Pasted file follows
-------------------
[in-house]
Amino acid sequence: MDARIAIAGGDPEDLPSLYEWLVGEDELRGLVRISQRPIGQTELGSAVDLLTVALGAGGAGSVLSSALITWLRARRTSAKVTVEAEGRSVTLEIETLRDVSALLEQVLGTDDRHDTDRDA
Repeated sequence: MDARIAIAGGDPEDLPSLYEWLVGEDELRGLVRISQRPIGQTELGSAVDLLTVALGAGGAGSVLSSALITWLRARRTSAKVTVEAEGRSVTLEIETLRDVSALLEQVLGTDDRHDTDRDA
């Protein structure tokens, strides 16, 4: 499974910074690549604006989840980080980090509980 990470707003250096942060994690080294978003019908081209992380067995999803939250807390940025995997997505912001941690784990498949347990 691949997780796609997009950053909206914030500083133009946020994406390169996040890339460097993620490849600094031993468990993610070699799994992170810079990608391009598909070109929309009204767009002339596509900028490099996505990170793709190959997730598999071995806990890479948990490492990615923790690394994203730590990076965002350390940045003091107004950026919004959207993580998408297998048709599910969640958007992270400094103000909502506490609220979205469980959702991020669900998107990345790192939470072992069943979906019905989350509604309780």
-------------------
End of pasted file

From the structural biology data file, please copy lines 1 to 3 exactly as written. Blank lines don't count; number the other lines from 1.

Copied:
[in-house]
Amino acid sequence: MDARIAIAGGDPEDLPSLYEWLVGEDELRGLVRISQRPIGQTELGSAVDLLTVALGAGGAGSVLSSALITWLRARRTSAKVTVEAEGRSVTLEIETLRDVSALLEQVLGTDDRHDTDRDA
Repeated sequence: MDARIAIAGGDPEDLPSLYEWLVGEDELRGLVRISQRPIGQTELGSAVDLLTVALGAGGAGSVLSSALITWLRARRTSAKVTVEAEGRSVTLEIETLRDVSALLEQVLGTDDRHDTDRDA